My NGO is Circle of Sisterhood, which is a charity that is funded by the Panhellenic community. I am writing today because the Circle of Sisterhood has a lot of great potential that will your help can exceed out goals. The Circle of Sisterhood is a nonprofit organization dedicated to helping poorer regions build programs and schools for girls around the world. The statistics for how education can positively increase the health of women in these communities is staggering, as well as the overall infrastructure increases more positively as well. The expense of $40,000 to implement in a society seems expensive in the short term, however, the proven monetary facts show that within 5 years the women who attend these schools save the government more than thousands of dollars, and actually increase the labor force participation and job markets. Why should anyone be denied education, especially if those being denied are bringing up the future generations? The funds will help more people today, because it is giving everyone a better future tomorrow, and that is where your money will go to, better our tomorrow.

In lieu of a class period for Thursday afternoon, I had to ask 5 of my friends what ethnicity meant to them. Ethnicity is a sensitive and significant topic to many, for those of a certain ethnicity take great pride in their identity. Since I was not at UConn at this time, I asked 5 people at the leadership conference I attended, all of whom were from differing states and backgrounds across the USA. Unfortunately, however, almost all individuals were of Caucasian descent, and so there was not much diversity in my crowd of people other than the state and values with which they grew up. One individual, a young Caucasian woman named Jessie from West Virginia, identified ethnicity in the same way that many would identify race, in that it has to do with those the person is related to by blood and the way in which they look. I then asked a young man named John from Missouri State how he defined ethnicity, and he gave me a very similar answer to Jessie’s, in that ethnicity is not much different than race, except he did hint that ethnicity also has to do with a person’s culture. Next I asked one of my friends at the conference named Ella. She defined ethnicity as cultural and past back grounds that tied a group of people together, and therefore developed a sense of belonging in a group. Next, I asked Bryan from UVM what his response was, and he said that it is a mix of traditional, historical and blood relations that tied a group of people together. Last, but not least, I asked a young woman named Sarah from UNH what she thought ethnicity was, and she stated that it is the shared traditions and culture that bring a group of people together; that it is a way of categorizing people.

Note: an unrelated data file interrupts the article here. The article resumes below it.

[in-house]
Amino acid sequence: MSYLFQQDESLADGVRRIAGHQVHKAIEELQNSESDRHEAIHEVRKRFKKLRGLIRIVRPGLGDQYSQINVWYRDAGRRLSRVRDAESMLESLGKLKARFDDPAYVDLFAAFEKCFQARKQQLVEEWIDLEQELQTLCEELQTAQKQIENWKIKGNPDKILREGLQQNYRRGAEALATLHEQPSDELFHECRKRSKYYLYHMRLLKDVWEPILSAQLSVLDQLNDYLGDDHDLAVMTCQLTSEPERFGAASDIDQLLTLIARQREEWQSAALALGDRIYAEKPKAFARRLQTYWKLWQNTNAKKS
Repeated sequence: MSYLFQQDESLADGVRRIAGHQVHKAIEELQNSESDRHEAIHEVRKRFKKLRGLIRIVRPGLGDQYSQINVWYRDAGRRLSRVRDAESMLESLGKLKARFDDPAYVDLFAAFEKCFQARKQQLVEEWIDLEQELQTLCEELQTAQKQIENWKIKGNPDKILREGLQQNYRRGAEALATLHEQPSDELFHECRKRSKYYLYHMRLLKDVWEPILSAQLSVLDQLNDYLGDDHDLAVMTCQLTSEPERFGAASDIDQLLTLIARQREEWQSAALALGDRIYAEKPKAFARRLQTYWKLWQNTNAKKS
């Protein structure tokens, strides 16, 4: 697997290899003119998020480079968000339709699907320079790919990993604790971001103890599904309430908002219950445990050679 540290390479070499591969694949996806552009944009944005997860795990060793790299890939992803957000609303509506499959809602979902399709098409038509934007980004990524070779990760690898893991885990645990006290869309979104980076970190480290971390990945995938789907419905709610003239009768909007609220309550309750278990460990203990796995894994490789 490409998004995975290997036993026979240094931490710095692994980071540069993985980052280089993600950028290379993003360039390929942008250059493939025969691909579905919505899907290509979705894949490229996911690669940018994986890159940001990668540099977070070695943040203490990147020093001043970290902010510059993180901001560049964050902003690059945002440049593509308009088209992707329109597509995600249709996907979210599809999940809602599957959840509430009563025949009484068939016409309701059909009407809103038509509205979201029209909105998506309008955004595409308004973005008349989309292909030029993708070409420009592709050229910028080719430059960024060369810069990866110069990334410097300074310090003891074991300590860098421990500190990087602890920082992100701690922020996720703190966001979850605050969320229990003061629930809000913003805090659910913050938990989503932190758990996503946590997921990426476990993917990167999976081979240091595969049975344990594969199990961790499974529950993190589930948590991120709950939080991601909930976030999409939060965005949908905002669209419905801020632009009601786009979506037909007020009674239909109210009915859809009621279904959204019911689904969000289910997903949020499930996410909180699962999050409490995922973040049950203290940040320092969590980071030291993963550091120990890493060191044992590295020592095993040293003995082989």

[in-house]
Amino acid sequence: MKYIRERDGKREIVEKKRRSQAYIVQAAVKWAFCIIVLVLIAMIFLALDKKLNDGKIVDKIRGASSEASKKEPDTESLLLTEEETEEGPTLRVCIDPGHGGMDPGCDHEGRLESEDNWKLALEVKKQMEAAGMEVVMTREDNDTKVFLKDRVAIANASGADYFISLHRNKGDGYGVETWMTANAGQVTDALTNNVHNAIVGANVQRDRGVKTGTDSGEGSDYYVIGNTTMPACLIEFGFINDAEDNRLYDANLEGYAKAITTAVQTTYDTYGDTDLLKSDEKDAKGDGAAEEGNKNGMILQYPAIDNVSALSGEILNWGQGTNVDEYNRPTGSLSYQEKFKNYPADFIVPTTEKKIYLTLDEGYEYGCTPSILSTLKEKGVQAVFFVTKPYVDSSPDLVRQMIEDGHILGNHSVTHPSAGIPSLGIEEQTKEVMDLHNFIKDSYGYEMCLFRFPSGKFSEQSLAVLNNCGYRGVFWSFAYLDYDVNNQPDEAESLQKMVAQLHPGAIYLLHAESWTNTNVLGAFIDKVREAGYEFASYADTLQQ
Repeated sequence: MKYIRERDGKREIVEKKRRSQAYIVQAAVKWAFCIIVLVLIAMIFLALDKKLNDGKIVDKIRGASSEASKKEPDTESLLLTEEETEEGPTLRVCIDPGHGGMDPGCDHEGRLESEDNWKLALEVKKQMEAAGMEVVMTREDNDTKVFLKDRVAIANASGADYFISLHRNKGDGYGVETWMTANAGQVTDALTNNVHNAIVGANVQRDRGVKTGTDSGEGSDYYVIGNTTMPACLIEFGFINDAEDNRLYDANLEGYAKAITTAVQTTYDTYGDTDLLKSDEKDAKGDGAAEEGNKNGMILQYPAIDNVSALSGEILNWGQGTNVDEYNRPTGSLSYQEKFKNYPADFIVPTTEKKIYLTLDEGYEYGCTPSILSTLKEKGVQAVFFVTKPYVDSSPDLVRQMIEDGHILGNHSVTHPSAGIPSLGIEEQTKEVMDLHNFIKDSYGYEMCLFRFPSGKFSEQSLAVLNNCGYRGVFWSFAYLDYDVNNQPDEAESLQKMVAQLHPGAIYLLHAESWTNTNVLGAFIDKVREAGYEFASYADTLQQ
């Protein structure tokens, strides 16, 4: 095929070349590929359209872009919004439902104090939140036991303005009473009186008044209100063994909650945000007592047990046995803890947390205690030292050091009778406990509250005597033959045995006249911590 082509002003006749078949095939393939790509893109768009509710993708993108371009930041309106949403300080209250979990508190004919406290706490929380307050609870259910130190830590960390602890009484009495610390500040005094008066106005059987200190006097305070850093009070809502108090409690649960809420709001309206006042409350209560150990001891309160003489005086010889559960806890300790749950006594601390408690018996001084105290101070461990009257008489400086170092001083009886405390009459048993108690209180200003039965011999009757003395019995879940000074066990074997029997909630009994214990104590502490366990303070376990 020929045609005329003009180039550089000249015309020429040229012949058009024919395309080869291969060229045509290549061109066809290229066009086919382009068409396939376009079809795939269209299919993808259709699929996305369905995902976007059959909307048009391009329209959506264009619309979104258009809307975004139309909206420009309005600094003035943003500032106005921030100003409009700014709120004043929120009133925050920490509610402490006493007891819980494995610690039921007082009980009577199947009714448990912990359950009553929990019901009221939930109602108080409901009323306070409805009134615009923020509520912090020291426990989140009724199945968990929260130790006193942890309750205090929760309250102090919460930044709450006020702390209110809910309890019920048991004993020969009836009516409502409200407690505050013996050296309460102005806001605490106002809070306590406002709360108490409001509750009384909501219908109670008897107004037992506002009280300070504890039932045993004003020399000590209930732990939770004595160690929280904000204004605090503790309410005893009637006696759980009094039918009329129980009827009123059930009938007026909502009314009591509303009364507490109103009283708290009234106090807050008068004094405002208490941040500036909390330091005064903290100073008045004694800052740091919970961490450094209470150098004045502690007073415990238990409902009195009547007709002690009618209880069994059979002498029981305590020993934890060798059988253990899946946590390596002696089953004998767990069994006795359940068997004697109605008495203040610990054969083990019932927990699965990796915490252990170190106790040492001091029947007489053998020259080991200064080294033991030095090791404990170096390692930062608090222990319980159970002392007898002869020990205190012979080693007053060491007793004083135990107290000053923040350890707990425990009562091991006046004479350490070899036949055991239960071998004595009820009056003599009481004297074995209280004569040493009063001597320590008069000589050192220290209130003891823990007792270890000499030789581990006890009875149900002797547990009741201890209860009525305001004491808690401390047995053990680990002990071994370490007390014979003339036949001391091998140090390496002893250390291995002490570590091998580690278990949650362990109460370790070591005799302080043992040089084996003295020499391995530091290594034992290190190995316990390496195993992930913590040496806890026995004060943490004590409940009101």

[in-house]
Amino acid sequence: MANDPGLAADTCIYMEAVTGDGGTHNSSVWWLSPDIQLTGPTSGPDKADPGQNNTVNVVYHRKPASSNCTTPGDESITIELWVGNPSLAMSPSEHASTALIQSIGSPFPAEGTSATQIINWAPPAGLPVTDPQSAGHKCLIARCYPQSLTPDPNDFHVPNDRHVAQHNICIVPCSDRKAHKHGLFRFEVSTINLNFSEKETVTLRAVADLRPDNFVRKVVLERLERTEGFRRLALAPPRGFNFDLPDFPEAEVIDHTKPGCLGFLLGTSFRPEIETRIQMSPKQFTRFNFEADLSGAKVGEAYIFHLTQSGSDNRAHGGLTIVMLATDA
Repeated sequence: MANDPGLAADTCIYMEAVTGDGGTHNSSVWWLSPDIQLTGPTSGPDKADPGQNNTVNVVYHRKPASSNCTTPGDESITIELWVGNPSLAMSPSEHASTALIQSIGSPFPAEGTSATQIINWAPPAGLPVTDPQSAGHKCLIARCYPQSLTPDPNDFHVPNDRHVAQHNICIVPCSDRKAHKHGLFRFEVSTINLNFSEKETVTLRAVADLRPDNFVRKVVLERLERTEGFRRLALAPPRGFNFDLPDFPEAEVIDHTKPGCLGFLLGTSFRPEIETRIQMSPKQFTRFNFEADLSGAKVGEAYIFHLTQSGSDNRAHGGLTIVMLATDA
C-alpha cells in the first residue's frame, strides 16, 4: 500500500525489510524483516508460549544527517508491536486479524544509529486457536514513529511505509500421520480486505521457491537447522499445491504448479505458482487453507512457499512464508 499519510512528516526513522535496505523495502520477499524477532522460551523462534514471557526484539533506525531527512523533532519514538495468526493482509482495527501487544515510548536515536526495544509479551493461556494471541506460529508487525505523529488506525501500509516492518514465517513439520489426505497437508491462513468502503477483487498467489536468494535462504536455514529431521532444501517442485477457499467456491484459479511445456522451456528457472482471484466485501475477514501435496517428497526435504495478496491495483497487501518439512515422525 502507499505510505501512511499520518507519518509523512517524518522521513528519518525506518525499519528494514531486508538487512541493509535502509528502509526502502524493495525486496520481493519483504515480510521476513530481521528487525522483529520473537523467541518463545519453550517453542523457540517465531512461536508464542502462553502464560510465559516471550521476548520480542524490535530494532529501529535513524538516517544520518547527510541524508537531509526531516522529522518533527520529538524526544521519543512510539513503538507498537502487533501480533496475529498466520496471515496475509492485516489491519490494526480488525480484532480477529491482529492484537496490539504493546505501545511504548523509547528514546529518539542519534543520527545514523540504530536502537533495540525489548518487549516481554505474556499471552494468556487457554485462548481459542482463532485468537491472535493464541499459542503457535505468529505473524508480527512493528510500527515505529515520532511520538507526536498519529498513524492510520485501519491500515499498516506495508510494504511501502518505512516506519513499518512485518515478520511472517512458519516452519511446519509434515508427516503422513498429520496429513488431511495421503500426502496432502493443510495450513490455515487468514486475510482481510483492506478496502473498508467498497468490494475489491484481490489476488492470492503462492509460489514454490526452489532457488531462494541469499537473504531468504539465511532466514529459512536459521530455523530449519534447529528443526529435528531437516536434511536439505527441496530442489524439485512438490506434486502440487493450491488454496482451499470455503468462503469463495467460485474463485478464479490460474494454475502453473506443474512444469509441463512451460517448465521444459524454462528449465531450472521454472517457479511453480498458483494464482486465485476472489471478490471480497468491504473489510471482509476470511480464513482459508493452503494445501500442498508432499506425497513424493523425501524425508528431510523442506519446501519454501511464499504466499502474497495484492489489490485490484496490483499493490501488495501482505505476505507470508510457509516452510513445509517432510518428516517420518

Although all these people grew up in very different states and backgrounds, I did notice that their answers on ethnicity, and what it meant to them, were all very similar. This could be due to the fact that these people had similar interests and somewhat similar back grounds of growing up with agriculture. It could also be the fact that these people were all Caucasian, and so they do not see the idea of ethnicity applying to their lives. I was surprised by this, and expected the answers to be somewhat different for those who grew up in southern states or western states from those who grew up in eastern states. Growing up I, like Jessie, thought that ethnicity was just another word for race, and failed to realize up until taking this class that ethnicity is much more. Ethnicity, as defined by the textbook, is “a sense of historical, cultural, and sometimes ancestral connection to a group of people who are imagined to be distinct from those outside the group”. I think that this misunderstanding comes from the lack of discussion on subjects such as ethnicity and race. Growing up, I was never asked to talk about ethnicity, and how it impacts others’ lives. It is important that one is educated on what ethnicity is, so we can develop a respect for the subject, and for those who identify with a particular ethnicity that may be different from our own.